If you are creating custom barcodes using an inventory app, you’ll still be able to print those barcodes and an SKU, Sortly ID, or some other kind of unique code as an alternative to a UPC barcode.
If you choose to adopt a UPC barcode system at your business, you’ll deal with both positives and negatives. But let’s look at the bright side of using UPC barcodes. Here are a few barcode benefits:
Using a UPC barcode is a tried-and-true way of ensuring other partners in your supply chain can read and understand your barcodes. That’s because a UPC barcode is truly universal, and all barcode readers can identify that GTIN.
Inventory apps like Sortly are also capable of reading UPC barcodes. And, better yet, you can scan UPC barcodes when adding new inventory to your dashboard. Many details (and sometimes even photos) will automatically be added to an item profile.
Since UPC barcodes are truly universal, they don’t need to be registered in your inventory system to be scanned and understood. That’s helpful if you need to accept large deliveries from suppliers at your warehouse or storage facility.
All you need to do is scan these UPCs with any inventory management system, and you’ll know what you’re scanning. You can also sync UPCs with your inventory using an app like Sortly, so you can add details like location, inventory minimum, and handling instructions.
One main selling point of modern, automated inventory systems? Reducing human error. And UPC barcodes are undoubtedly helpful at doing just that.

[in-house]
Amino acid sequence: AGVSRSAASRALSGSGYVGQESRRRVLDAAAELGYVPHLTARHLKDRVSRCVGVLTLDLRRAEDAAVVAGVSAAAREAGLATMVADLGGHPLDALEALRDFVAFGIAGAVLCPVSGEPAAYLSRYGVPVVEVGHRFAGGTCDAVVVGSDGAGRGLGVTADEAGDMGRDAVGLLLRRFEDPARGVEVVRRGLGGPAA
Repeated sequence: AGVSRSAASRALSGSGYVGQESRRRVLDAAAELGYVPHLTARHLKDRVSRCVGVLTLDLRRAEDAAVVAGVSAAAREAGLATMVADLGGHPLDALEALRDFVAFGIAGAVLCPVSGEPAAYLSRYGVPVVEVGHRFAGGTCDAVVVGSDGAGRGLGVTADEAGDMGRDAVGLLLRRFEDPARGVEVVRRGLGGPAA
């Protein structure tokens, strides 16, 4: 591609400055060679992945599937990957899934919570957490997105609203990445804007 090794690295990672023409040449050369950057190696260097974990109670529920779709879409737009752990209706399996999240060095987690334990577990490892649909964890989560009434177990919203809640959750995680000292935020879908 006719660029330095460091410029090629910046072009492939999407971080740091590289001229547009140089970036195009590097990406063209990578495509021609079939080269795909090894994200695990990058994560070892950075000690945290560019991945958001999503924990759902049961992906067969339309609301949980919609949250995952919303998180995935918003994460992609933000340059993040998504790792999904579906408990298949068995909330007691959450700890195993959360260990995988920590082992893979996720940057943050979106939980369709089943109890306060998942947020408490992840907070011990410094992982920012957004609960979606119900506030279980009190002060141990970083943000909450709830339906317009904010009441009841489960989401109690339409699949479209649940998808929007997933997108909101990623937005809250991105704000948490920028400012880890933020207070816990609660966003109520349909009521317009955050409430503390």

While all barcodes and QR codes can help reduce human error, UPC codes can be especially helpful. That’s because they’re already set up and registered, further reducing the risk of a mixup.
Generating and printing UPC barcodes isn’t difficult, but it does require you to pay GS1 to license a GTIN. This step is easy—GS1 works with all sorts of companies worldwide and makes the process a piece of cake.
But getting a GTIN isn’t free. A one-time GTIN is currently $30 in the United States, although there is no fee to maintain the GTIN after that. And if your company wants to register many products, you can license a company prefix. This company prefix will help you create GTINs for anywhere from 10 to 100,000 items. This license starts at $250 but could be as high as $10,500.
If your business doesn’t want to spend money on GTINs, there are other barcoding alternatives. For example, inventory management software like Sortly allows you to generate custom barcodes (and QR codes) for your inventory. You can assign an SKU to inventory, although a serial number has likely been assigned automatically.
Once you’ve generated barcodes (or QR codes) for your inventory, you can print them and affix them to your inventory. Apps like Sortly make it even easier because you can use a regular printer and standard labels from popular brands like Avery.
Sortly is a top-rated barcode management system designed to help businesses of every shape and size organize their inventory. Whether you sell t-shirts or lease trash trucks, Sortly can help you barcode your inventory and generate and print custom barcodes—all while helping you organize your stock, even if it’s stored across multiple locations.
Best of all, there’s no special equipment required. Your phone or tablet can scan barcodes and QR codes, and whatever printer you’ve already got should be able to print customized barcodes and QR codes with no trouble at all.
Ready to get started? Your free, two-week trial of Sortly awaits!